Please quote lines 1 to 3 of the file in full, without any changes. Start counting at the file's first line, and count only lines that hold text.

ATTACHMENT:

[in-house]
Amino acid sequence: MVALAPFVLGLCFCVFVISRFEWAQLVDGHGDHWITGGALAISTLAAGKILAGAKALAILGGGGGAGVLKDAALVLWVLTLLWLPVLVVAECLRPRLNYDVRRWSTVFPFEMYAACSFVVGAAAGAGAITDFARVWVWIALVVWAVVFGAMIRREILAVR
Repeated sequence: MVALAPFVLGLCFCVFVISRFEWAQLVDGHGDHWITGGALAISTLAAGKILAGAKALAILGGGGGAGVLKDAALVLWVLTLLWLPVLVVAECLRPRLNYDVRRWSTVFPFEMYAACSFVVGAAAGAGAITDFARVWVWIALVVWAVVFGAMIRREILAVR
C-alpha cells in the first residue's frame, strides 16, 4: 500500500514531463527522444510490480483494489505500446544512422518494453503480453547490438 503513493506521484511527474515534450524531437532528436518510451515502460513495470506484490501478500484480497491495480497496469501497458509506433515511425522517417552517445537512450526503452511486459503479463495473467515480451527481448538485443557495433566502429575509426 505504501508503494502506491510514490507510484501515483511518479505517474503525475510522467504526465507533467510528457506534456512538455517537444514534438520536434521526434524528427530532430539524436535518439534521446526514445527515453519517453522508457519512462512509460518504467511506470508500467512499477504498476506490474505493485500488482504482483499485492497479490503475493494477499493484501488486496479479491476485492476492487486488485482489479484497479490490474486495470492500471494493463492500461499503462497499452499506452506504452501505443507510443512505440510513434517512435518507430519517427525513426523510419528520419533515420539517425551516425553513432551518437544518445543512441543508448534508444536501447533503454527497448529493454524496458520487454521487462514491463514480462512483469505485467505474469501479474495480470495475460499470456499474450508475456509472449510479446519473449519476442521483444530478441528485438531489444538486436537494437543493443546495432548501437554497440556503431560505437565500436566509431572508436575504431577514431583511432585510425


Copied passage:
[in-house]
Amino acid sequence: MVALAPFVLGLCFCVFVISRFEWAQLVDGHGDHWITGGALAISTLAAGKILAGAKALAILGGGGGAGVLKDAALVLWVLTLLWLPVLVVAECLRPRLNYDVRRWSTVFPFEMYAACSFVVGAAAGAGAITDFARVWVWIALVVWAVVFGAMIRREILAVR
Repeated sequence: MVALAPFVLGLCFCVFVISRFEWAQLVDGHGDHWITGGALAISTLAAGKILAGAKALAILGGGGGAGVLKDAALVLWVLTLLWLPVLVVAECLRPRLNYDVRRWSTVFPFEMYAACSFVVGAAAGAGAITDFARVWVWIALVVWAVVFGAMIRREILAVR